Conservatives Criticize Kennedy Health Care Plan For Being A Health Care Plan
Posted by Eric on June 8, 2009
I recently stumbled on Keith Hennessey’s blog. He’s a conservative policy wonk and was an economic policy coordinator in the Bush White House. Today he wrote up a summary of Ted Kennedy’s health care bill, which is a pretty straight forward overview and commentary from the Republican side of things. His post gives me the opportunity to address this point, which we are sure to hear more about soon:
Health insurance plans could not charge higher premiums for risky behaviors: “Such rate shall not vary by health status-related factors, … or any other factor not described in paragraph (1).” Smokers, drinkers, drug users, and those in terrible physical shape would all have their premiums subsidized by the healthy.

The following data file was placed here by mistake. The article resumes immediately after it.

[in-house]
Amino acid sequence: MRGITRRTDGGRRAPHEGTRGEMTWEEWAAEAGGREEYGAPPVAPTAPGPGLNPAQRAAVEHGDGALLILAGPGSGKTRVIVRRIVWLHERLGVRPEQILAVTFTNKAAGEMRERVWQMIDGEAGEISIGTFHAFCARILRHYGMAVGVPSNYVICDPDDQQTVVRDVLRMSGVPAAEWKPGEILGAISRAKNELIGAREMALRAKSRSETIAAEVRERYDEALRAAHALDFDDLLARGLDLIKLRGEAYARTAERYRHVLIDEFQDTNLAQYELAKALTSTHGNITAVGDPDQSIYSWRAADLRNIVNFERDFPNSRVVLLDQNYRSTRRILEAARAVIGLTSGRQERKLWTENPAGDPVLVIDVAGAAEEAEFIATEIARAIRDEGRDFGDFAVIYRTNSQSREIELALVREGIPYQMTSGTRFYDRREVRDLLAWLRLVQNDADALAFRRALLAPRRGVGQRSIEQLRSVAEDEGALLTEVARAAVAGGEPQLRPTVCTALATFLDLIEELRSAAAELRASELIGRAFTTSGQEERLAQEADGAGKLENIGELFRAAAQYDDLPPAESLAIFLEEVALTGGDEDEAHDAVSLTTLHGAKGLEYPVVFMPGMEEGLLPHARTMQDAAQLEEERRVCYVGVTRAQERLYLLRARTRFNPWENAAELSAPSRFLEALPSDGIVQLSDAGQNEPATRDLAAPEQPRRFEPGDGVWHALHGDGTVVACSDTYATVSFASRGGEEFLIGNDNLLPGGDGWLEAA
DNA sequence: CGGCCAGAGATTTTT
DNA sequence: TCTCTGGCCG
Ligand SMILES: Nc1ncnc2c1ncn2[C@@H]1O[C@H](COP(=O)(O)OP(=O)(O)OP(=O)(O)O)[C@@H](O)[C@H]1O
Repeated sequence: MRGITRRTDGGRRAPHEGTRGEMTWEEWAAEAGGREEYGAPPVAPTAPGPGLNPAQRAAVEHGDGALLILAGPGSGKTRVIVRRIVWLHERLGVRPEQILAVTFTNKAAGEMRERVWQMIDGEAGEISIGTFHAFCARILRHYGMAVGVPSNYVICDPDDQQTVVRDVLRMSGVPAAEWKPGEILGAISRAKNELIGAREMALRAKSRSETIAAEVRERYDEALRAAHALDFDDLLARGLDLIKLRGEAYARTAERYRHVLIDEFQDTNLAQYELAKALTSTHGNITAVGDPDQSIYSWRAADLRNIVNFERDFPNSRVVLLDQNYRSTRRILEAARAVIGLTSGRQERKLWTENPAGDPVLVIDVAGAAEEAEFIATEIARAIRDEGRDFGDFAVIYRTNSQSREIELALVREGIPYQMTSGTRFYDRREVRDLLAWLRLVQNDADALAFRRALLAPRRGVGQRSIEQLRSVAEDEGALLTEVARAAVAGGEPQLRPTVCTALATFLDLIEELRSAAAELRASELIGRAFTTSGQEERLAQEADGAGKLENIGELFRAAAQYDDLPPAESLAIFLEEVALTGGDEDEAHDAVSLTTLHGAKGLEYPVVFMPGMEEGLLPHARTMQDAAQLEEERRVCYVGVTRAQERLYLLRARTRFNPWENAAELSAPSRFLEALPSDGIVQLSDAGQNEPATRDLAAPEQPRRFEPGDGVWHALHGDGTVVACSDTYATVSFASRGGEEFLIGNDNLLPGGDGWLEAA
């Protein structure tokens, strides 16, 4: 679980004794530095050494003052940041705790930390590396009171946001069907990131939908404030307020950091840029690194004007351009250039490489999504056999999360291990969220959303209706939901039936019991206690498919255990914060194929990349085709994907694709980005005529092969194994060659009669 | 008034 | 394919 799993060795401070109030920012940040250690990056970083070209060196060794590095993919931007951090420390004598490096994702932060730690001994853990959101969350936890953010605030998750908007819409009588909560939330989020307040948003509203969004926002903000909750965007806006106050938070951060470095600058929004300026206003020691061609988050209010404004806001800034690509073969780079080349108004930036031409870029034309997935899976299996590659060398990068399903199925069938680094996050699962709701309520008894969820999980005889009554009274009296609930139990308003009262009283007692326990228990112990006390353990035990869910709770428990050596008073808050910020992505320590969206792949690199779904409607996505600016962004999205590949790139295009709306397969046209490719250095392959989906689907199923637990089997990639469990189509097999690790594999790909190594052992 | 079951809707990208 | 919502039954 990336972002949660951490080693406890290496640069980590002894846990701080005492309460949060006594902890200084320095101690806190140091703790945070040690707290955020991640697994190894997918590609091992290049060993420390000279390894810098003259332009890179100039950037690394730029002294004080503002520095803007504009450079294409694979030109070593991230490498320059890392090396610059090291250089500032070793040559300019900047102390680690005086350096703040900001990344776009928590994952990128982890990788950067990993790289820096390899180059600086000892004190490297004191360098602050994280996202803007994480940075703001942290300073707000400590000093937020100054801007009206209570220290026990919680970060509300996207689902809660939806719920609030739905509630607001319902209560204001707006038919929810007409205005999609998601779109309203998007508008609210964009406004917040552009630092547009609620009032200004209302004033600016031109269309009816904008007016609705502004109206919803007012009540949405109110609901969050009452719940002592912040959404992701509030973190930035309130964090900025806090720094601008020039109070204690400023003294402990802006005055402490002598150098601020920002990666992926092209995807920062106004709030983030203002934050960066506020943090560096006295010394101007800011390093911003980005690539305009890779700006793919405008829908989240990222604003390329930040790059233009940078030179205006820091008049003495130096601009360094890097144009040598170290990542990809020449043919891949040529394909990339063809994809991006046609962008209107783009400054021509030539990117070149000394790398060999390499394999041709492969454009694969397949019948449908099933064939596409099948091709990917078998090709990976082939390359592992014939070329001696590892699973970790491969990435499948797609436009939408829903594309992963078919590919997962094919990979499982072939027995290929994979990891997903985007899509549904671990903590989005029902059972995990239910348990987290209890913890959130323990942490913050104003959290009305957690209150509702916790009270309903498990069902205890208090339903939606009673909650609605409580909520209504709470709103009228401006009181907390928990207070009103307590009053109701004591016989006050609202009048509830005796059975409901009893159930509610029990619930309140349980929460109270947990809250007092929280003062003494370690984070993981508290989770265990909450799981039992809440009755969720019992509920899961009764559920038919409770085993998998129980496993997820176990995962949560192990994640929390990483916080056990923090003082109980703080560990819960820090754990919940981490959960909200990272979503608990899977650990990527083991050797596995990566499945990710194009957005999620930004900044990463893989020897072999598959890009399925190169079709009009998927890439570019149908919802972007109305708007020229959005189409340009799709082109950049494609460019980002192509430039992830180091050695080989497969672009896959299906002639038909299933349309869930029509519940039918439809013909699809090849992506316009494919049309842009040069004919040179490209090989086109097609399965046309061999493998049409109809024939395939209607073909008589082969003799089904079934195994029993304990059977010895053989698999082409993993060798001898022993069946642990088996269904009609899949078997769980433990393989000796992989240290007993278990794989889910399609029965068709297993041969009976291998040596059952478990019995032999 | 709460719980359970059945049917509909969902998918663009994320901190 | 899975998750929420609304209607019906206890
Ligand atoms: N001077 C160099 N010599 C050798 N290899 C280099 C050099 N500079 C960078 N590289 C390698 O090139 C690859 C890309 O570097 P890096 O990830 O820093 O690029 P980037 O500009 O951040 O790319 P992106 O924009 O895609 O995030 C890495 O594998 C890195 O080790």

In the coming months conservatives are sure to raise hell over healthy people subsidizing sick people’s health care. But this isn’t some malevolent consequence of a universal health insurance system — this is a consequence of health insurance! That’s what a risk pool is — the healthy pay into the pool, subsidizing the sick, with the knowledge that eventually when they need care, it too will be subsidized by those who are healthy. That’s how Hennessey’s health care worked when it was bankrolled by the government while he worked in the White House. That’s how his care works now that he is (presumably) insured on the private market. When Hennessey retires, that’s how his Medicare will work too.
Anyway, if you are interested you can download the draft of Kennedy’s legislation here.